MORE: 2022 new-homes sales end badly
Light on the horizon
The housing market, like all markets, is cyclical, and Rice’s look-ahead to 2023 included rays of sunshine, even if they’ll take a while to break through the gloom.
“Although we think the bulk of the correction is behind us, we need to be prepared for a bumpy ride in the first half of the year. So, let’s call it more of the same. But the second half of the year looks more promising … Buyers are out there; they’re just waiting … The pent-up demand is enormous.”
On the resale front, Rice predicted “the floodgates will open, and we’ll see a resale surge maybe as early as the last half of this year.”
New-home sales generally lag resale trends, so builders should “expect 2023 will be another year of underperformance for the new-home market. We’re predicting total sales very similar to 2022, around 3,000 homes.”
She predicted townhomes and condos, which attract first-time buyers — the market most hard hit by high interest rates and prices — will be a tougher sell in the first part of the year, but singles — bought by move-up buyers and others with a bit more money — should do better.
On the plus side, new-home inventory, which spiralled downward as builders struggled to build all the homes they’d sold during the boom, is still low but should rise as new launches are finally announced.
She also pointed to Canada’s high immigration levels, saying this is an opportunity for builders wanting to expand their portfolios with purpose-built apartments, which attract immigrants while they are establishing themselves in their new country.
In a pointed bit of advice to builders, Rice concluded by saying that, especially in the first quarter, “There are sales to be made. Give some wriggle room to your sales staff to negotiate with buyers at point of sale, offer incentives … Be creative … We’re gonna be alright; we’re gonna get through 2023.”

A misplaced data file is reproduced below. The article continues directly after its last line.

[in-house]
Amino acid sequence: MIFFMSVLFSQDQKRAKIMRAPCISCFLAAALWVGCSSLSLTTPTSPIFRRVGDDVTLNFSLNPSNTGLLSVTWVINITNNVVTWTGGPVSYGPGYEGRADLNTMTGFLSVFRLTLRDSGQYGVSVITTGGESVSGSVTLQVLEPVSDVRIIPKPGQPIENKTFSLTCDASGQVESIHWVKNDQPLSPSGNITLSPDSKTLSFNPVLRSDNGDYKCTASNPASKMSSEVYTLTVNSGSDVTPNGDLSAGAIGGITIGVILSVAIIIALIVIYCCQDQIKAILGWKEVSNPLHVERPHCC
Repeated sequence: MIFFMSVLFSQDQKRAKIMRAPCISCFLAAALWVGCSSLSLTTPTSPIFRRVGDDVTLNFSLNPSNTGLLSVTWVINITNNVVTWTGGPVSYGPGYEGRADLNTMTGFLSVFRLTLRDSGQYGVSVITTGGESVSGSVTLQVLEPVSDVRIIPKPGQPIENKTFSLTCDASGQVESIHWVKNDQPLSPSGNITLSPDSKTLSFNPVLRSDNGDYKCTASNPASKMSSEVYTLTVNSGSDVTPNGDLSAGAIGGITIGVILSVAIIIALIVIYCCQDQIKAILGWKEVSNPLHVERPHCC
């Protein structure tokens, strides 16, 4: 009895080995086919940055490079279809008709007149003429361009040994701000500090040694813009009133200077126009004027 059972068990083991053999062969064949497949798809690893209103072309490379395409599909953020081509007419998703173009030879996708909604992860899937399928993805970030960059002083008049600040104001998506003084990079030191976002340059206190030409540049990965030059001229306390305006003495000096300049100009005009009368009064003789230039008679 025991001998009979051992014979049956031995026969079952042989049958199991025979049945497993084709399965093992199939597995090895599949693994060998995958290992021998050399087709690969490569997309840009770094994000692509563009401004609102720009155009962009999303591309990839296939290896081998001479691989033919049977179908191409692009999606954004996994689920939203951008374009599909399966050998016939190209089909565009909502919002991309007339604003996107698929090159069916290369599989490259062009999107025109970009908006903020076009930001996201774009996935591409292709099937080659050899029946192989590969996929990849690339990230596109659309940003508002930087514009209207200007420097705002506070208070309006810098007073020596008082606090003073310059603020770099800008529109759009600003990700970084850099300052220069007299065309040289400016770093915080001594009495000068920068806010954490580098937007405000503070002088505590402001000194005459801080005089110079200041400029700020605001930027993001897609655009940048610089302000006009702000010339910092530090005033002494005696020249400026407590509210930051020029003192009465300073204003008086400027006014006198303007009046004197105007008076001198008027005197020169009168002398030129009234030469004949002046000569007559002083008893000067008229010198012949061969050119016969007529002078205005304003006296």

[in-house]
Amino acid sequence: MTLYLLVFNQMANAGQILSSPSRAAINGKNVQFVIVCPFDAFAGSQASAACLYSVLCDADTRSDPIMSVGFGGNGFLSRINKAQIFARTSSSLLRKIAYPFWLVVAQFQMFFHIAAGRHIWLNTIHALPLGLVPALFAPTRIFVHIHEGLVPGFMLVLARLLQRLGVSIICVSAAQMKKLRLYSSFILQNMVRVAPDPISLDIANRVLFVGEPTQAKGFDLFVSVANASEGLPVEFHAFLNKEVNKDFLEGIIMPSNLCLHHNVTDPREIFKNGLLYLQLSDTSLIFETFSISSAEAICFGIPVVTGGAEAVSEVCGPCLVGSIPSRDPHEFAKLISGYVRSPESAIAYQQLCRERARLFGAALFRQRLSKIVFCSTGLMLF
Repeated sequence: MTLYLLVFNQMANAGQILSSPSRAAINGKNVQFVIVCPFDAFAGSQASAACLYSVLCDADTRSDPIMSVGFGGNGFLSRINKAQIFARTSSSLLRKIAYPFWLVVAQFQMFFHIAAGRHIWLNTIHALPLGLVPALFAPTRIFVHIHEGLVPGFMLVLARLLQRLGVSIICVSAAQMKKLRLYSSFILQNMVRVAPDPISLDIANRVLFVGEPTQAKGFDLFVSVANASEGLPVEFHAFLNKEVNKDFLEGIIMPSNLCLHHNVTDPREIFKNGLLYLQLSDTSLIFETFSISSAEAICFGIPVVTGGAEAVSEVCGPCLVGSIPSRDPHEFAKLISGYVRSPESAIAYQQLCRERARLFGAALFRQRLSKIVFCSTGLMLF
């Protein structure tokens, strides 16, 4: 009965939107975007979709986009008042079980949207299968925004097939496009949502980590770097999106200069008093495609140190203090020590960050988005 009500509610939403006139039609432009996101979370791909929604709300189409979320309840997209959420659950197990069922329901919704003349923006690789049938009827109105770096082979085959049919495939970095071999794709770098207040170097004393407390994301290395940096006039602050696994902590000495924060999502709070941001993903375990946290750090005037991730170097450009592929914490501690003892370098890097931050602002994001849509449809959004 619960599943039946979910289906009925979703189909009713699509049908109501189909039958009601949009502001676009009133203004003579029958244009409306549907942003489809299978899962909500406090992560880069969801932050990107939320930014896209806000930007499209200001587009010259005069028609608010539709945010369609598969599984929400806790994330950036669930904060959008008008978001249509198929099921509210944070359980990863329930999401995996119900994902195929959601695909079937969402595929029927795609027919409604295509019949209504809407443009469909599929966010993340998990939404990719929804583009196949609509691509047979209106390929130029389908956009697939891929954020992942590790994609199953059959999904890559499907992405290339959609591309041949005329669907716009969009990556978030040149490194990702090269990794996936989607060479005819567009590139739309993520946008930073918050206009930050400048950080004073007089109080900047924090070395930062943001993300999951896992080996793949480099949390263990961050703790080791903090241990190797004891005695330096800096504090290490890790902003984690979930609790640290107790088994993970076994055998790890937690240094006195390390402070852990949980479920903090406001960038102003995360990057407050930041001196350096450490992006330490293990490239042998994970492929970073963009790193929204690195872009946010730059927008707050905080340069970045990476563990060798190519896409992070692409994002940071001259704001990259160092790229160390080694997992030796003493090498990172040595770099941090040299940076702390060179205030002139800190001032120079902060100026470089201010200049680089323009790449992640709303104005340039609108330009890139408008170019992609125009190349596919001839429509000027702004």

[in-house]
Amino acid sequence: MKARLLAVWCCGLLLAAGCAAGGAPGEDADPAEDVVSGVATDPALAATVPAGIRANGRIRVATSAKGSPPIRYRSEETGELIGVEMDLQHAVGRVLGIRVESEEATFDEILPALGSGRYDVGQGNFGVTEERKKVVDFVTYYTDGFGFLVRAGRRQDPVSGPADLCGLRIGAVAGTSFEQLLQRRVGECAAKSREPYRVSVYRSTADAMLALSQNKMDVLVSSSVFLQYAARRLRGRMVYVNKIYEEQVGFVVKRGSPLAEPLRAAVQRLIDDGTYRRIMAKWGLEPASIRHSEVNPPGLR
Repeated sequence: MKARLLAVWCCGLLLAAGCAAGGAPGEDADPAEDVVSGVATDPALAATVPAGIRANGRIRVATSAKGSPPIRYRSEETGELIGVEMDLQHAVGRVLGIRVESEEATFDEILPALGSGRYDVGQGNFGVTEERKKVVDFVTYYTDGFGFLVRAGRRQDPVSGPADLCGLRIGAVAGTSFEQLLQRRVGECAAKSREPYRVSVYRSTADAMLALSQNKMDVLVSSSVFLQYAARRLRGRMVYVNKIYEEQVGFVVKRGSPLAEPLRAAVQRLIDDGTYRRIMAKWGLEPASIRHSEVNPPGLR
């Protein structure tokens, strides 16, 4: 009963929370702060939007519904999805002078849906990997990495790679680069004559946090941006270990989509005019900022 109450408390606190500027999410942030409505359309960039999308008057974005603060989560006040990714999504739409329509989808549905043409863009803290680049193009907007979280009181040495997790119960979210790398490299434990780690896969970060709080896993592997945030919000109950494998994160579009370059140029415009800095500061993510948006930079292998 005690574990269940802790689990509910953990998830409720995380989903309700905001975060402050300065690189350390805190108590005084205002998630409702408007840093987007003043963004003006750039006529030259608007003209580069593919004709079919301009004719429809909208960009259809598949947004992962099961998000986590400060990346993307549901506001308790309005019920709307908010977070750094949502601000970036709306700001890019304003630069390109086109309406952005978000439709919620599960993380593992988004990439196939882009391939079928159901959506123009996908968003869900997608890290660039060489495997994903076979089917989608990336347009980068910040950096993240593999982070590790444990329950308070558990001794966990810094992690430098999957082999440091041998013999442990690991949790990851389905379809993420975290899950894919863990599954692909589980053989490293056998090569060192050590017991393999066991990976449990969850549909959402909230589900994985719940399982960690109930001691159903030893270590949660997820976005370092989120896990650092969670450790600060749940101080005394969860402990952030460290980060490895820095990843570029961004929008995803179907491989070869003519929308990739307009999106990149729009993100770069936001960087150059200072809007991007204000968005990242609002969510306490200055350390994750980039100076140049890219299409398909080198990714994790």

David Coletto of Abacus Data and Jennifer Stewart of Syntax Strategic also offered insights into dealing with the 2023 housing market.
Coletto referenced a recent Abacus survey that found 46 per cent of Canadian respondents feel the national economy will shrink this year. The vast majority also expect food, energy, and housing prices and operating costs to increase along with interest rates.
Despite these concerns, the survey revealed a generally buoyant mindset in early 2023 compared to the anger, sadness and other negative feelings among respondents in early 2022.
Turning to the housing front, he said just over three-quarters of people under the age of 45 want to buy a home. “That dream of home ownership is not subsiding.” At the same time, 45 per cent of those aspiring homeowners are pessimistic about achieving their dreams, while almost one-third remain optimistic.
Both builders and renovators should take to heart another finding: female respondents said they’d like to spend 65 per cent of their time on the job working from home, while men came in at 52 per cent. In both cases, that suggests the continuing importance of home offices.
Coletto also said “split brains” typify today’s consumer. Confronted by inflation, they are eager to cut expenses at the same time they are looking for ways to achieve their dreams. In the housing market, he said that means builder representatives need to “make a connection” with prospective buyers so they can help them realize those dreams.
Jennifer Stewart made a powerful case for understanding communications as an integral part of a corporation’s strategy rather than being relegated to, for example, the occasional press release or a billboard ad that is of no relevance to the vast majority of people driving by it every morning.
Instead, said Stewart, companies should focus on building trust-based relationships with potential buyers and maximize their targeted digital footprint so they are “talking to people who want to be talked to.”